Giuseppe Di Stefano (24 July 1921 – 3 March 2008) was an Italian operatic tenor who sang professionally from the late 1940s until the early 1990s. He was known as the “Golden voice” or “The most beautiful voice”, as the true successor of Beniamino Gigli. He was also known for his long-term performance and recording association and brief romantic episode with the soprano Maria Callas.
Giuseppe di Stefano was born in Motta Sant’Anastasia, a village near Catania, Sicily. He was the only son of a carabiniere turned cobbler and his dressmaker wife. Di Stefano was educated at a Jesuit seminary and briefly contemplated entering the priesthood.
After serving in the Italian military (and briefly taking lessons from the Swiss tenor Hugues Cuénod), di Stefano made his operatic debut in 1946 in Reggio Emilia as Des Grieux in Massenet’s Manon, the role in which he made his La Scala debut the following year. The great beauty of his lyric tenor voice quickly won him international attention and he was duly engaged by the Metropolitan Opera in New York.
He made his New York debut in 1948 as the Duke of Mantua in Verdi’s Rigoletto after singing the role in Riccione with Hjördis Schymberg that summer. He went on to perform regularly in New York for many years. In 1957, di Stefano made his British debut at the Edinburgh Festival as Nemorino in L’elisir d’amore and his Royal Opera House, Covent Garden, debut in 1961, as Cavaradossi in Tosca.
As a singer, Giuseppe Di Stefano was admired for his excellent diction, unique timbre, passionate delivery and, in particular, for the sweetness of his soft singing. In his Metropolitan Opera radio broadcast debut in Faust, he attacked the high C forte and then softened to a pianissimo. Sir Rudolf Bing said in his memoirs that this was the most beautiful sound he had heard come out of a human throat during his many years as general manager of the Metropolitan Opera.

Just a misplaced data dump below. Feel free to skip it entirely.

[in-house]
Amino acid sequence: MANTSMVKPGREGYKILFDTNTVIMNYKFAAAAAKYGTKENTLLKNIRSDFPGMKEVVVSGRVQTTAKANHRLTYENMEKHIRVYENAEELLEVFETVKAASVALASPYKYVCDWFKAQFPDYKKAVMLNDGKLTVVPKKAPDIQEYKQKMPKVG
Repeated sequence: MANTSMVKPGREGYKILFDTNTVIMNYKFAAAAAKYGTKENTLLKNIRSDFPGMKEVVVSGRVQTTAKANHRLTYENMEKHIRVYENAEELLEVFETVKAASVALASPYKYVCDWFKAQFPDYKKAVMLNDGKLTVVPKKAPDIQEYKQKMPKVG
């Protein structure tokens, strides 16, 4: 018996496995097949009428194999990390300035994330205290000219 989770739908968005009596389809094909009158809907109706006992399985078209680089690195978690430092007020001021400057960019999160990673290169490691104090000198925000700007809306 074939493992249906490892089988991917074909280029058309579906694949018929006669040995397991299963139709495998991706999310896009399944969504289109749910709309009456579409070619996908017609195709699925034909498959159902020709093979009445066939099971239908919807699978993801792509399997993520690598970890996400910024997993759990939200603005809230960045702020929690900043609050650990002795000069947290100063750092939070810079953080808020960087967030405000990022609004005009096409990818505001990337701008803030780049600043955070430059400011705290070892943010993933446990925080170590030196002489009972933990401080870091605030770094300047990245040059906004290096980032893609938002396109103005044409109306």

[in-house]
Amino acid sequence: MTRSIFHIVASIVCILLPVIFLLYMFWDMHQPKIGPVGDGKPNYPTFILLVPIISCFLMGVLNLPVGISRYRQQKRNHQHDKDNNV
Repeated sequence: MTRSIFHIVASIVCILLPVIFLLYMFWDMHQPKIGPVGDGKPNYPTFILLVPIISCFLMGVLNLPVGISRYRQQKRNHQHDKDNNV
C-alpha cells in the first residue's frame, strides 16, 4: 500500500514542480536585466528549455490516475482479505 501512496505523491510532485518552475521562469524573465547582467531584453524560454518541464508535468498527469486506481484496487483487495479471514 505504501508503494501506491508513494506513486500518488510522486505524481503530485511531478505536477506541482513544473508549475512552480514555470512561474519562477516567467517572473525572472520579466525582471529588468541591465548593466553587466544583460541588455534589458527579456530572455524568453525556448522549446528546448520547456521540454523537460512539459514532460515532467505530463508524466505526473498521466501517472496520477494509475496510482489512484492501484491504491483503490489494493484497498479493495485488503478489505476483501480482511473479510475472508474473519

During his years of international celebrity, di Stefano won a gold Orfeo, an Italian musical award.
In 1953 Walter Legge, leader of EMI’s classical wing, wanted a tenor to record all the popular Italian operas with Maria Callas and chose Giuseppe di Stefano. Among their recording achievements was the famous 1953 studio recording of Tosca under de Sabata, considered by many as the finest opera recording ever made. The two also performed together on stage frequently, from 1951 in South America to the end of 1957 in Un ballo in maschera at La Scala, the last time the two collaborated in an opera. He sang Alfredo to Callas in the famous Visconti production of “La traviata” in 1955 at La Scala, as well as Edgardo to her Lucia under Herbert von Karajan at La Scala, Berlin and Vienna.
In 1973, Giuseppe Di Stefano accompanied Maria Callas on her final recital tour that ended in 1974: critics remarked that both were losing their voices, but the public reaction was enthusiastic everywhere. It was during this period the two had a brief romantic relationship. Di Stefano’s final operatic role was as the aged Emperor in Turandot, in July 1992.
In a documentary aired on PBS entitled Pavarotti and the Italian Tenor, a critic remarked that “di Stefano’s [singing] technique was not good”, due to the fact that he apparently misused the passagio of his voice. Luciano Pavarotti said he modeled himself after di Stefano, a fact that gained much attention after Pavarotti’s death in September 2007.
He was also the tenor who most inspired José Carreras. However, on the 1992 PBS television program “Pavarotti and the Italian Tenor”, Leone Magiera explained that di Stefano’s technique was fundamentally flawed because, contrary to traditional vocal methods, he sang too openly in and above the passaggio.
Incidentally Giuseppe Di Stefano , for all his vocal merits, could not read musical notation fluently. Nonetheless, di Stefano still managed to enjoy a significant operatic career, despite facing stiff competition during the 1950s and ’60s from such outstanding fellow tenors as Mario del Monaco, Franco Corelli, Carlo Bergonzi, Nicolai Gedda, Jon Vickers, Richard Tucker and, prior to 1960, the short-lived Jussi Björling.